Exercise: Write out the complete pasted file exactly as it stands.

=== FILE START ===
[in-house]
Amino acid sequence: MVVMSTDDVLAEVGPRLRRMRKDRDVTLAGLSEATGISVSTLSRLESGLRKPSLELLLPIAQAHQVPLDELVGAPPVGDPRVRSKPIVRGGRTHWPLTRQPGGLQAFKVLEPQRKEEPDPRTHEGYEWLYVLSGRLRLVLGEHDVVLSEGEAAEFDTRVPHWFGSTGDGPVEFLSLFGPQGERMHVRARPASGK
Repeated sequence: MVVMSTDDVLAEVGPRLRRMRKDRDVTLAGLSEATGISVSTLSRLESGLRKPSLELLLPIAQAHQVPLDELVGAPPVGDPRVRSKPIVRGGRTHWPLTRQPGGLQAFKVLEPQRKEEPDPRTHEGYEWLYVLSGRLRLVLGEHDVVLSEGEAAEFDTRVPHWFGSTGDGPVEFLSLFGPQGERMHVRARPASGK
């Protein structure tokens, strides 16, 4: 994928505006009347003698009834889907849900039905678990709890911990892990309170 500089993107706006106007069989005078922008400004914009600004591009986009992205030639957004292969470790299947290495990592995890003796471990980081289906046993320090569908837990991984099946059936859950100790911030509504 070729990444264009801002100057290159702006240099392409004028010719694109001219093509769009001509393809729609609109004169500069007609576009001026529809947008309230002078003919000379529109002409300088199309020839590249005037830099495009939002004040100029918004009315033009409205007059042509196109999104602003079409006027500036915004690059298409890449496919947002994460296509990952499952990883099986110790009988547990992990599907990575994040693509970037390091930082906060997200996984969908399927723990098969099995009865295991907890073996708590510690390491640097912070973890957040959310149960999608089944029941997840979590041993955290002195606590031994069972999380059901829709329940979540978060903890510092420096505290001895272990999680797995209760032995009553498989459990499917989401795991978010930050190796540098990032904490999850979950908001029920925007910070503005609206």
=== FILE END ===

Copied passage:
[in-house]
Amino acid sequence: MVVMSTDDVLAEVGPRLRRMRKDRDVTLAGLSEATGISVSTLSRLESGLRKPSLELLLPIAQAHQVPLDELVGAPPVGDPRVRSKPIVRGGRTHWPLTRQPGGLQAFKVLEPQRKEEPDPRTHEGYEWLYVLSGRLRLVLGEHDVVLSEGEAAEFDTRVPHWFGSTGDGPVEFLSLFGPQGERMHVRARPASGK
Repeated sequence: MVVMSTDDVLAEVGPRLRRMRKDRDVTLAGLSEATGISVSTLSRLESGLRKPSLELLLPIAQAHQVPLDELVGAPPVGDPRVRSKPIVRGGRTHWPLTRQPGGLQAFKVLEPQRKEEPDPRTHEGYEWLYVLSGRLRLVLGEHDVVLSEGEAAEFDTRVPHWFGSTGDGPVEFLSLFGPQGERMHVRARPASGK
């Protein structure tokens, strides 16, 4: 994928505006009347003698009834889907849900039905678990709890911990892990309170 500089993107706006106007069989005078922008400004914009600004591009986009992205030639957004292969470790299947290495990592995890003796471990980081289906046993320090569908837990991984099946059936859950100790911030509504 070729990444264009801002100057290159702006240099392409004028010719694109001219093509769009001509393809729609609109004169500069007609576009001026529809947008309230002078003919000379529109002409300088199309020839590249005037830099495009939002004040100029918004009315033009409205007059042509196109999104602003079409006027500036915004690059298409890449496919947002994460296509990952499952990883099986110790009988547990992990599907990575994040693509970037390091930082906060997200996984969908399927723990098969099995009865295991907890073996708590510690390491640097912070973890957040959310149960999608089944029941997840979590041993955290002195606590031994069972999380059901829709329940979540978060903890510092420096505290001895272990999680797995209760032995009553498989459990499917989401795991978010930050190796540098990032904490999850979950908001029920925007910070503005609206």